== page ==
Tissue culture-treated, 48-well dishes (Nunclon, Nunc, Denmark) were coated overnight at room temperature with 5 or 10 μg/ml CHAD in 4M guanidine-HCl, 50 mM Tris-HCl, pH 7.6, or 10 μg/ml collagen type II (CII) in PBS and blocked with 0.25% BSA (Serva Feinbiochemica, Wichita Falls, TX; Sigma Chemical Co.) in PBS. Collagen type II was isolated from nasal cartilage by pepsin digestion (34). The dishes were rinsed four times with PBS before the experiment. When the effects of divalent cations were studied, the cells were washed three times in Ca/Mg-free PBS and resuspended in the same buffer supplemented either with 1 mM CaCl2, 1 mM MgCl2, 50 μM MnCl2, 1 mM of both CaCl2 and MgCl2 or supplemented with all the divalent cations. The cells suspended in PBS containing 0.1% BSA were added to the wells at a concentration of 100,000/well of bovine chondrocytes and 50,000/well of human chondrocytes, A549, or T47D-cells. Cells were allowed to adhere for 1 h at 37°C. When the effect of antibodies on adhesion was investigated, the cells were suspended in PBS (+Ca and Mg) and incubated with antibodies for 20 min at room temperature before plating of the cells. The monoclonal antibodies β1, α2 (P1E6), α3, α5, αv, and αvβ5 (unpurified ascites fluid) were diluted 1:100, P1H5 (hybridoma supernatant) was diluted 1:25, and Gi9, Gi14, Gi19, and Gi26 (hybridoma supernatant) were diluted 1:10. The monoclonal antibodies β3 and αvβ3 were used at a concentration of 10 μg/ml. After 1 h of incubation the wells were gently rinsed with PBS to remove nonadherent cells. Adhesion was determined by measuring lysosomal hexosaminidase as described by Landegren (29).

Cell Spreading

Chamber slides (8 chamber; Lab-Tek®, Nunc Inc., Naperville, IL) were coated with 5 μg/ml of CHAD in 4M guanidine-HCl, 50 mM Tris-HCl, pH 7.5, or 5 μg/ml of collagen type II in PBS and blocked with 0.25% BSA in PBS. T47D-cells (20,000/well) were added to the chambers, allowed to adhere, and spread for 3 h at 37°C in the absence or in the presence of 10−8 M phorbol 12-myristate 13-acetate (PMA; Sigma Chemical Co.). Nonadherent cells were removed by washing, and the adherent cells were fixed with 2% paraformaldehyde in PBS and stained with Mayers's hematoxylin and 0.3% erythrosin. Spreading was visualized by light microscopy, and mean cell area was calculated by image analysis using the Zeiss Software KS400/V2.00 (Zeiss, Inc., Oberkochen, Germany).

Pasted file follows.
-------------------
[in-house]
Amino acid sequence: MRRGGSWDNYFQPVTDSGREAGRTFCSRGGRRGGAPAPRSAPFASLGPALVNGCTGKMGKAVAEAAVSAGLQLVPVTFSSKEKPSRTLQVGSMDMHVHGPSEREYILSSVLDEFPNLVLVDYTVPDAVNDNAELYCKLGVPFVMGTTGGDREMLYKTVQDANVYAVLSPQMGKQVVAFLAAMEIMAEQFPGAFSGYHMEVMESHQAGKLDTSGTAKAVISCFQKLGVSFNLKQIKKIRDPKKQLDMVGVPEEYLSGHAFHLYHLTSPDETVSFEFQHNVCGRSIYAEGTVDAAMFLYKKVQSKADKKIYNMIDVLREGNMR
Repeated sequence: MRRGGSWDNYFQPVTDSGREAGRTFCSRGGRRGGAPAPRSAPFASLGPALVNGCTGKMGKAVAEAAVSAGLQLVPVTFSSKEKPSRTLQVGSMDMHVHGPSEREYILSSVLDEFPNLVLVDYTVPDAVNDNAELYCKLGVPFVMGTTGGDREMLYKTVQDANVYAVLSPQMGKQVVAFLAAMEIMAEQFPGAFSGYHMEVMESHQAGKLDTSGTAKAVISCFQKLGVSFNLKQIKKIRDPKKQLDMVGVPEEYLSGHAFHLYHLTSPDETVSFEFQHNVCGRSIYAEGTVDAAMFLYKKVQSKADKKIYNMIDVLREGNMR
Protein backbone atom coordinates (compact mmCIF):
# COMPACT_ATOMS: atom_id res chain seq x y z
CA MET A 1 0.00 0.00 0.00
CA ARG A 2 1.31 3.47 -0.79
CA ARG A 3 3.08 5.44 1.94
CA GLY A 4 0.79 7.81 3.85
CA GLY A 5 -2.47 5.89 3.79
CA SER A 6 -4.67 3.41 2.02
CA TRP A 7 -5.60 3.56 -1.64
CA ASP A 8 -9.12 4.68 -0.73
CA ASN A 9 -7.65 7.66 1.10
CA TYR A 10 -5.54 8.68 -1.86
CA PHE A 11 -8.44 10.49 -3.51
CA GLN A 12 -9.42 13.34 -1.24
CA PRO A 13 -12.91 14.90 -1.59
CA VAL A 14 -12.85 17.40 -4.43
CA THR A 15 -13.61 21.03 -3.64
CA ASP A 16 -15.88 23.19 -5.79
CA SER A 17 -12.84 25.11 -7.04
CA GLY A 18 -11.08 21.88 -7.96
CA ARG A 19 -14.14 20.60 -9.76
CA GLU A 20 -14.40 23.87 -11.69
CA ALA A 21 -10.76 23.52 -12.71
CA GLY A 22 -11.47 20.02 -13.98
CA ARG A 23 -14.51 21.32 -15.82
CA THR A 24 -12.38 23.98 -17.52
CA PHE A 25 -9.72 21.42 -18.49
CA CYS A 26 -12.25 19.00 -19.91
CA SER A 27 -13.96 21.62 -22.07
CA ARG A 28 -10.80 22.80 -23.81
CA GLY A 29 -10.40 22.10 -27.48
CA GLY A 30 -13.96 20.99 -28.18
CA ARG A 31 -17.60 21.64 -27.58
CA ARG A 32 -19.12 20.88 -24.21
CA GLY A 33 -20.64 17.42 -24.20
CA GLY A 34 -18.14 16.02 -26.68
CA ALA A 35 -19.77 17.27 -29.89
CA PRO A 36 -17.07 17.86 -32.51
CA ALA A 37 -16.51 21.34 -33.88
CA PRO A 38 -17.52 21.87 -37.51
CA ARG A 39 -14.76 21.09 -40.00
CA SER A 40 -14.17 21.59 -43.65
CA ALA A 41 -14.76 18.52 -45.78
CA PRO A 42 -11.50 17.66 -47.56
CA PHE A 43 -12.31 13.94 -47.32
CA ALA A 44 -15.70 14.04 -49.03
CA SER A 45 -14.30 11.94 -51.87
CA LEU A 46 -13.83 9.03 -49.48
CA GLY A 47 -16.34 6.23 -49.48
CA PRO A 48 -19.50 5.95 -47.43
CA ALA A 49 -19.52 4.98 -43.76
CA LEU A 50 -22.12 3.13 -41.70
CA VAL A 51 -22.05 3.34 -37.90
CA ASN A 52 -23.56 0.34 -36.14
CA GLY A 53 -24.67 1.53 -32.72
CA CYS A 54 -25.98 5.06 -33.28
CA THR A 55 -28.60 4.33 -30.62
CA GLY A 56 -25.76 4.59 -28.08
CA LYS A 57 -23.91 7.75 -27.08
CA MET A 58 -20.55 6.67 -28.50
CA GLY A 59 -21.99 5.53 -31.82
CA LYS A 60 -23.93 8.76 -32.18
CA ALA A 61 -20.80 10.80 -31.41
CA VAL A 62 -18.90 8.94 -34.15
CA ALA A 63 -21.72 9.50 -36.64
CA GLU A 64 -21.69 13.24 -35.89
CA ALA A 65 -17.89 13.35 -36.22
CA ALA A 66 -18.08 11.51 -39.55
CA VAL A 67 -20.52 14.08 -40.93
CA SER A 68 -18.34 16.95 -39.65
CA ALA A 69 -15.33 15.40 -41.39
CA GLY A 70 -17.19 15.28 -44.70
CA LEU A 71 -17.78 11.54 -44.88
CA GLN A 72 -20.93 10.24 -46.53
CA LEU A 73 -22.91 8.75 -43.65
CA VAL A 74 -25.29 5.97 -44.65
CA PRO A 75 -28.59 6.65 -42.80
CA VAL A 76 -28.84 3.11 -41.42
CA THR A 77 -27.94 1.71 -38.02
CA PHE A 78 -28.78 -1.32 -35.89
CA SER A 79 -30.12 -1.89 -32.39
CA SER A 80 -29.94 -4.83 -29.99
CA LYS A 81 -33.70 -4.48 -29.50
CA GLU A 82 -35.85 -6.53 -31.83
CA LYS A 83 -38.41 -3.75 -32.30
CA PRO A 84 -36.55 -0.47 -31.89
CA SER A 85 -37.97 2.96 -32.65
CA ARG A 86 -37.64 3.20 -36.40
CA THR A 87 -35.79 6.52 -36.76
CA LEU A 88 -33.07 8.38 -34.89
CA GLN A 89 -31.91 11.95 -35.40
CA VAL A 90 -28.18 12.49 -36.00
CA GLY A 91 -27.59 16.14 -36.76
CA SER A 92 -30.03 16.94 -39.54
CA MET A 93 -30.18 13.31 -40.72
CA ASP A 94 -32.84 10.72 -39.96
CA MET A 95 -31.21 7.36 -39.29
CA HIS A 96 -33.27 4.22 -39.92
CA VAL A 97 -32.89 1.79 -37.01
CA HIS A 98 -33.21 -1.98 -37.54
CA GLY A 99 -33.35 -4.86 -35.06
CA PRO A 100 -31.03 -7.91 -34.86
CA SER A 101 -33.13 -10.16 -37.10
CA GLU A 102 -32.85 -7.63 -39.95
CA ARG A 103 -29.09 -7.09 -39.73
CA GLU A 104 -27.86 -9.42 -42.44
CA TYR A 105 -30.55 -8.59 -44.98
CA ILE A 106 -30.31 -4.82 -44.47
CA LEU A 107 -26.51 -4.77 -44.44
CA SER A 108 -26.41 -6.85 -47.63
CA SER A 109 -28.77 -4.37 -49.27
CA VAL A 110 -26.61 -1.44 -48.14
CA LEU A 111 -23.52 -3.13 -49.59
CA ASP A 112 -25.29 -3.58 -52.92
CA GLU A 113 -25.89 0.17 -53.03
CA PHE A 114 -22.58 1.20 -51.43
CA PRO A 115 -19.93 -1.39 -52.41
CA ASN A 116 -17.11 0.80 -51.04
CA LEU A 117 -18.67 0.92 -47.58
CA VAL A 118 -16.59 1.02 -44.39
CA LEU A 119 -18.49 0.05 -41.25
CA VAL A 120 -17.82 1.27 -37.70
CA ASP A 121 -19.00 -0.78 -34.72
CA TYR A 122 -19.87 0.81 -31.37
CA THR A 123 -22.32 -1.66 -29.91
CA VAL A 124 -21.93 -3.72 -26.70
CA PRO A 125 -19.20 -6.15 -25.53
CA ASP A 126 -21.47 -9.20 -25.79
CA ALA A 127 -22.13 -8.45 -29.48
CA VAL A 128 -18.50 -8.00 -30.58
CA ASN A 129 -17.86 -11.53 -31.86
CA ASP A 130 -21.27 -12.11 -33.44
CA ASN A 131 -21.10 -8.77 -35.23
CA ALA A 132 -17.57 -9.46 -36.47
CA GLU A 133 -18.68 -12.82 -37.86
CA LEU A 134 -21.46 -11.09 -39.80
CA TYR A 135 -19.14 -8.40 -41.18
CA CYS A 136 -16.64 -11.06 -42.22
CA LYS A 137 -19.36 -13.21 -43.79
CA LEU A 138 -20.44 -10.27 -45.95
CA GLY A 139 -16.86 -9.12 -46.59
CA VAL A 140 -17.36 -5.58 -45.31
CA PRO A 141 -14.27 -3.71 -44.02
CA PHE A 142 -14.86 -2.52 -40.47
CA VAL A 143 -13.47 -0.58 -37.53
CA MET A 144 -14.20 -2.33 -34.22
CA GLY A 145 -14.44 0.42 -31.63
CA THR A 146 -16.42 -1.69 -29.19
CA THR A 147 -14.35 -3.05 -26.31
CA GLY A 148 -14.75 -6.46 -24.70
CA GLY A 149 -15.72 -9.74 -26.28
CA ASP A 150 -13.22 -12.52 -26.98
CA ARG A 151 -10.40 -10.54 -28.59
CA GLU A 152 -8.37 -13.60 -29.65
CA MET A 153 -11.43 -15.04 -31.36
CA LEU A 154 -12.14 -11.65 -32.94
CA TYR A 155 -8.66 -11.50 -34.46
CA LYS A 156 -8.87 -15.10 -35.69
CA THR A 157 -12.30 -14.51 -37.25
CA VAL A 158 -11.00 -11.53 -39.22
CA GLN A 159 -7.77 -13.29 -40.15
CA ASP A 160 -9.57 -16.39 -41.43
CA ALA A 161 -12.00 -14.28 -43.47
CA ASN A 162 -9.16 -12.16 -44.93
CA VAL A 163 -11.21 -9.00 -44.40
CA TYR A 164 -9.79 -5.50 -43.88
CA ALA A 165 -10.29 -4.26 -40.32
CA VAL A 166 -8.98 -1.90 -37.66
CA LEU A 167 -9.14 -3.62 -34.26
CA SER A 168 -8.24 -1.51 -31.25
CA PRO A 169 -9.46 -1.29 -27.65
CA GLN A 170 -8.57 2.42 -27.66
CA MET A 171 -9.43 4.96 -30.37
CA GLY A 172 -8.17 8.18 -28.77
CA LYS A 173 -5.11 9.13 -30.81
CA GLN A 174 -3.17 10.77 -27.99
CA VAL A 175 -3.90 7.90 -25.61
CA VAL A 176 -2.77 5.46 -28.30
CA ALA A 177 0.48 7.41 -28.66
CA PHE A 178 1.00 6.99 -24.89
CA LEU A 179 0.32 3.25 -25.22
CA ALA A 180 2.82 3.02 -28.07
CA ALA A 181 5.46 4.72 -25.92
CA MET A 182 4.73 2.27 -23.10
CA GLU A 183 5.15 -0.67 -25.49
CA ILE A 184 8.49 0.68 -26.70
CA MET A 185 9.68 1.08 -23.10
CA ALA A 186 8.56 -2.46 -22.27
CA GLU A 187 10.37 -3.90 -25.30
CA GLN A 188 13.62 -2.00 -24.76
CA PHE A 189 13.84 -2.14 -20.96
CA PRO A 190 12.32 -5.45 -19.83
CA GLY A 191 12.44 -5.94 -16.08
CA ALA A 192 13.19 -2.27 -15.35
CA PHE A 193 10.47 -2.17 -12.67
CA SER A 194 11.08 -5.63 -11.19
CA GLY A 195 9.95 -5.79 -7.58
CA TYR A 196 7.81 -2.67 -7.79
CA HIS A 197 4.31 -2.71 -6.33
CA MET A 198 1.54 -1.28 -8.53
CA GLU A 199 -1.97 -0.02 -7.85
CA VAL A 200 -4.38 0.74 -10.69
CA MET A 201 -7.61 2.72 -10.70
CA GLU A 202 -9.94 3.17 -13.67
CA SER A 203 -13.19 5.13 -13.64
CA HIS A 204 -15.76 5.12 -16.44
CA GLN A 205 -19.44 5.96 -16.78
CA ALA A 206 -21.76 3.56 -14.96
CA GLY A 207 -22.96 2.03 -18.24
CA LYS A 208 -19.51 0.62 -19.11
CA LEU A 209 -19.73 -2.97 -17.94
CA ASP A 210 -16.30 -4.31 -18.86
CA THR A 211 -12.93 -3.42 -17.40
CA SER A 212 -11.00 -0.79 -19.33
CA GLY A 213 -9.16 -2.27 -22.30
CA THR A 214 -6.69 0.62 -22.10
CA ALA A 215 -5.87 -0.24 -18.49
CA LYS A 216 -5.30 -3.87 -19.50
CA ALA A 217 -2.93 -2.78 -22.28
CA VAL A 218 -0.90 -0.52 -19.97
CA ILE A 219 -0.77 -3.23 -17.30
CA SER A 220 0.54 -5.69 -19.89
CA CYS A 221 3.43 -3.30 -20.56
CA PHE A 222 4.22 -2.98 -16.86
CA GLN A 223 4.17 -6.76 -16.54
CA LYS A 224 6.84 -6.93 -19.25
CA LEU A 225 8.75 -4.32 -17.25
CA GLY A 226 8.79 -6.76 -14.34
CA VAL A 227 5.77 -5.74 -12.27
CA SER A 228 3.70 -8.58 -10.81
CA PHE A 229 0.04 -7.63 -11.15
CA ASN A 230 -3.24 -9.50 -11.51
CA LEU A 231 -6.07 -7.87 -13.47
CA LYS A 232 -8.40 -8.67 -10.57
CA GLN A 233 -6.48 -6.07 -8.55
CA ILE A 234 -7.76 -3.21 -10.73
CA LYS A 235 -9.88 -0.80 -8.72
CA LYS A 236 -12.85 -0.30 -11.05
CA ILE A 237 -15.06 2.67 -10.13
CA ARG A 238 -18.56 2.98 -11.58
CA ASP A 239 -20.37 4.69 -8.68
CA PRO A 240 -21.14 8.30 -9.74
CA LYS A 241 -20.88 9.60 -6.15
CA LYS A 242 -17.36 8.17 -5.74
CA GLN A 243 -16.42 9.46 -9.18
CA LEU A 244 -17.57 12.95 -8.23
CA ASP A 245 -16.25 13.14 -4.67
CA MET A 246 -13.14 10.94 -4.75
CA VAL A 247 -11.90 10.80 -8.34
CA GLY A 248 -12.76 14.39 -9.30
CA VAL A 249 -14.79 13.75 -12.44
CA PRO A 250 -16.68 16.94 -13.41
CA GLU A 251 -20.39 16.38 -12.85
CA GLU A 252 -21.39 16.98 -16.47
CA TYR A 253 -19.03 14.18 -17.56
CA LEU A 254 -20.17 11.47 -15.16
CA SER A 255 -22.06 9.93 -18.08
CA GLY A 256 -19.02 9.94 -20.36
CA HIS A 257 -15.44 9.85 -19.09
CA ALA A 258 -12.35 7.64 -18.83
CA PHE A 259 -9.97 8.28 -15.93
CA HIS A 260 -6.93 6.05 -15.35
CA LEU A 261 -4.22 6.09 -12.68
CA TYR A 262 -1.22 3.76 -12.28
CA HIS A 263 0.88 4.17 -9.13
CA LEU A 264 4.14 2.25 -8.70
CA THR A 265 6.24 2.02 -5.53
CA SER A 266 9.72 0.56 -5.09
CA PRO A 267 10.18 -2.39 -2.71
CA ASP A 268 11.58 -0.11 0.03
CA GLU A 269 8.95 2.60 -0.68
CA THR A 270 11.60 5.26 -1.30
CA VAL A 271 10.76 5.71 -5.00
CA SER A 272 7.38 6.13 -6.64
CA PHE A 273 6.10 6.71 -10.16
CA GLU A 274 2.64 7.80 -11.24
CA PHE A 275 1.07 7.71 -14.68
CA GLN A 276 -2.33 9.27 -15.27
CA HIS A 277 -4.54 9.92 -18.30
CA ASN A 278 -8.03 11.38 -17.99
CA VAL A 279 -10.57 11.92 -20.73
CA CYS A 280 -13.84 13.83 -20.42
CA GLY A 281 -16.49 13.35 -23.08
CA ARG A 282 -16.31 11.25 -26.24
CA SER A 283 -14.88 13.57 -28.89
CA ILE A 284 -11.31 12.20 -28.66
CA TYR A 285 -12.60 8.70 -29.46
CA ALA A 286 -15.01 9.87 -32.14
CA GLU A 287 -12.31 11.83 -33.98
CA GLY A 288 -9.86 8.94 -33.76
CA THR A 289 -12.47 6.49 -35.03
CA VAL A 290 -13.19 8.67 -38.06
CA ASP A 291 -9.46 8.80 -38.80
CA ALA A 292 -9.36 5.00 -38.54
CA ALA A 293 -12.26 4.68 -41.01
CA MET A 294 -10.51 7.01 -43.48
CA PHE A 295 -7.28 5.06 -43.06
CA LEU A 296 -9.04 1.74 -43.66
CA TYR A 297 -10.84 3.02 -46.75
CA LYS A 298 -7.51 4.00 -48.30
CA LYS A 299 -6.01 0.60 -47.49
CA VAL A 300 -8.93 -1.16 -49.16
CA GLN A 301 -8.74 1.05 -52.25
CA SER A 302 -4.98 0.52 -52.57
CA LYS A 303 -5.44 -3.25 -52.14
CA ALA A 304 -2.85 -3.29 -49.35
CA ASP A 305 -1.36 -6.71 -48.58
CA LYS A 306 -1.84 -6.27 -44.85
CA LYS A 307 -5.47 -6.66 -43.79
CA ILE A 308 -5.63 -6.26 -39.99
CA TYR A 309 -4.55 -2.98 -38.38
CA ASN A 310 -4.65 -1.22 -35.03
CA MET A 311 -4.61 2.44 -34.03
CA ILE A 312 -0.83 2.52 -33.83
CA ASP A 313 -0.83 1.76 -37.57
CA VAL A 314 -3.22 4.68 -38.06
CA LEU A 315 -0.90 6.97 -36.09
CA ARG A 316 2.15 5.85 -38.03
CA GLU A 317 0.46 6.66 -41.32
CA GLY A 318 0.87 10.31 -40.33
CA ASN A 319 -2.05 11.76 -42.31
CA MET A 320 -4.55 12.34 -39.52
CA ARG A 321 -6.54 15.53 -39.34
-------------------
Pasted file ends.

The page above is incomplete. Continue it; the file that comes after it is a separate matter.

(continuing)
Surface Labeling with 125I

Bovine chondrocytes or human lung carcinoma fibroblasts A549 were suspended in 1 ml of PBS containing 1 mg/ml glucose. 125I (1 mCi; Nordion Inc., Kanata, ON, Canada) was added to the cells together with 4 U of lactoperoxidase (Sigma Chemical Co.; 120 U/mg) and 0.05 U of glucose oxidase (Sigma Chemical Co.; 1010 U/ml) prepared fresh in PBS-glucose. The cells were kept on ice for 15 min, whereafter the reaction was stopped by adding 10 ml of Dulbecco's culture medium. The cells were then washed three times with PBS and lysed for 1h on ice in 2 ml of 1% Triton X-100, 100 μg/ml aprotinin, 2 μg/ml leupeptin, 2 μg/ml pepstatin A, 1 mM PMSF (Sigma Chemical Co.), 1 mM MnCl2, 1 mM MgCl2 in 10 mM Tris-HCl, pH 7.4. Cell lysates were centrifuged at 10,000 rpm for 30 min at 4°C, and the pellets were discarded.

Isolation and Coupling of CHAD to Agarose

CHAD was purified from bovine tracheal cartilage essentially according to the published procedure (31). For coupling, CHAD (2.5 mg) was solubilized in 0.5% SDS and coupled to 2 ml of Mini-Leak agarose (Biocarb Chemicals, Lund, Sweden) according to the manufacturer's instructions. The control agarose was treated in a similar manner but in the absence of protein.

Affinity Purification of CHAD-binding Protein